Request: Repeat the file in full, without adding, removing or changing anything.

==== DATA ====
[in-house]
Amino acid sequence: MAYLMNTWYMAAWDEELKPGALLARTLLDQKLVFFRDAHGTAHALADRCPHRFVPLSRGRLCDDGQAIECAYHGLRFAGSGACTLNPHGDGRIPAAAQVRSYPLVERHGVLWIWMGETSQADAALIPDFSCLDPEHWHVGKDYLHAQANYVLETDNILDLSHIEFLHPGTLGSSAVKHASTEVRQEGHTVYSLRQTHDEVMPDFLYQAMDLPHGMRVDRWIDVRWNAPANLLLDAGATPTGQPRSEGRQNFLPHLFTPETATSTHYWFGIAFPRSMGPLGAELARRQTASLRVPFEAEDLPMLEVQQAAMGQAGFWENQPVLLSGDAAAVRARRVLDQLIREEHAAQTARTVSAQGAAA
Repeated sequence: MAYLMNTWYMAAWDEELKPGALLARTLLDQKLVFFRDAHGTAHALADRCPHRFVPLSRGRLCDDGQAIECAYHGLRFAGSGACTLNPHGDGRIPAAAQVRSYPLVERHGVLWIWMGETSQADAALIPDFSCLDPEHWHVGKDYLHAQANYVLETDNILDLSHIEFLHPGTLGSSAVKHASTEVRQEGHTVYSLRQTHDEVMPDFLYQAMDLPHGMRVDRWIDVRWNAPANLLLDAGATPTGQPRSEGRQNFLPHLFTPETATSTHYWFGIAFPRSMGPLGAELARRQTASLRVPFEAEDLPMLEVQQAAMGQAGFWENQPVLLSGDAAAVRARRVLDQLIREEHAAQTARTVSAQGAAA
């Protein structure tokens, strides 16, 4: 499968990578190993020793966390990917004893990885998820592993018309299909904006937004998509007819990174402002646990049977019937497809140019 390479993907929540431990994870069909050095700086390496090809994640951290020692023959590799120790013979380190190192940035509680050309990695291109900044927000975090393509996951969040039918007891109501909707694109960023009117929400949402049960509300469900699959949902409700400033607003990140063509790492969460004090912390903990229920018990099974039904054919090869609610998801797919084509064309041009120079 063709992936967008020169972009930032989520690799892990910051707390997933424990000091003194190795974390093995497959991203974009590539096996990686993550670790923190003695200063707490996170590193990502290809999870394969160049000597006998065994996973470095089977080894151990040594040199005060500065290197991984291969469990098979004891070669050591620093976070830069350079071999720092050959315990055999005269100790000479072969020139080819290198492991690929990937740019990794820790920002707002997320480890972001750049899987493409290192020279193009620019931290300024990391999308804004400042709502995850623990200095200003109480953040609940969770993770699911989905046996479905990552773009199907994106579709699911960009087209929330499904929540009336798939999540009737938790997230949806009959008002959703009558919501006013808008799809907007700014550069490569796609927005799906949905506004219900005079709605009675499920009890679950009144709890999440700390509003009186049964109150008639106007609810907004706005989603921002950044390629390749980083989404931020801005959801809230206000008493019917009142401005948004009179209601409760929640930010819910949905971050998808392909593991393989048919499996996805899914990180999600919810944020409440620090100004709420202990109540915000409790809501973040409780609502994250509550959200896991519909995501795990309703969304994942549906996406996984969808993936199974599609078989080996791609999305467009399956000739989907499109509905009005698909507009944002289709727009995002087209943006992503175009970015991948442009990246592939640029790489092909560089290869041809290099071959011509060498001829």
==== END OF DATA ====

[in-house]
Amino acid sequence: MAYLMNTWYMAAWDEELKPGALLARTLLDQKLVFFRDAHGTAHALADRCPHRFVPLSRGRLCDDGQAIECAYHGLRFAGSGACTLNPHGDGRIPAAAQVRSYPLVERHGVLWIWMGETSQADAALIPDFSCLDPEHWHVGKDYLHAQANYVLETDNILDLSHIEFLHPGTLGSSAVKHASTEVRQEGHTVYSLRQTHDEVMPDFLYQAMDLPHGMRVDRWIDVRWNAPANLLLDAGATPTGQPRSEGRQNFLPHLFTPETATSTHYWFGIAFPRSMGPLGAELARRQTASLRVPFEAEDLPMLEVQQAAMGQAGFWENQPVLLSGDAAAVRARRVLDQLIREEHAAQTARTVSAQGAAA
Repeated sequence: MAYLMNTWYMAAWDEELKPGALLARTLLDQKLVFFRDAHGTAHALADRCPHRFVPLSRGRLCDDGQAIECAYHGLRFAGSGACTLNPHGDGRIPAAAQVRSYPLVERHGVLWIWMGETSQADAALIPDFSCLDPEHWHVGKDYLHAQANYVLETDNILDLSHIEFLHPGTLGSSAVKHASTEVRQEGHTVYSLRQTHDEVMPDFLYQAMDLPHGMRVDRWIDVRWNAPANLLLDAGATPTGQPRSEGRQNFLPHLFTPETATSTHYWFGIAFPRSMGPLGAELARRQTASLRVPFEAEDLPMLEVQQAAMGQAGFWENQPVLLSGDAAAVRARRVLDQLIREEHAAQTARTVSAQGAAA
């Protein structure tokens, strides 16, 4: 499968990578190993020793966390990917004893990885998820592993018309299909904006937004998509007819990174402002646990049977019937497809140019 390479993907929540431990994870069909050095700086390496090809994640951290020692023959590799120790013979380190190192940035509680050309990695291109900044927000975090393509996951969040039918007891109501909707694109960023009117929400949402049960509300469900699959949902409700400033607003990140063509790492969460004090912390903990229920018990099974039904054919090869609610998801797919084509064309041009120079 063709992936967008020169972009930032989520690799892990910051707390997933424990000091003194190795974390093995497959991203974009590539096996990686993550670790923190003695200063707490996170590193990502290809999870394969160049000597006998065994996973470095089977080894151990040594040199005060500065290197991984291969469990098979004891070669050591620093976070830069350079071999720092050959315990055999005269100790000479072969020139080819290198492991690929990937740019990794820790920002707002997320480890972001750049899987493409290192020279193009620019931290300024990391999308804004400042709502995850623990200095200003109480953040609940969770993770699911989905046996479905990552773009199907994106579709699911960009087209929330499904929540009336798939999540009737938790997230949806009959008002959703009558919501006013808008799809907007700014550069490569796609927005799906949905506004219900005079709605009675499920009890679950009144709890999440700390509003009186049964109150008639106007609810907004706005989603921002950044390629390749980083989404931020801005959801809230206000008493019917009142401005948004009179209601409760929640930010819910949905971050998808392909593991393989048919499996996805899914990180999600919810944020409440620090100004709420202990109540915000409790809501973040409780609502994250509550959200896991519909995501795990309703969304994942549906996406996984969808993936199974599609078989080996791609999305467009399956000739989907499109509905009005698909507009944002289709727009995002087209943006992503175009970015991948442009990246592939640029790489092909560089290869041809290099071959011509060498001829």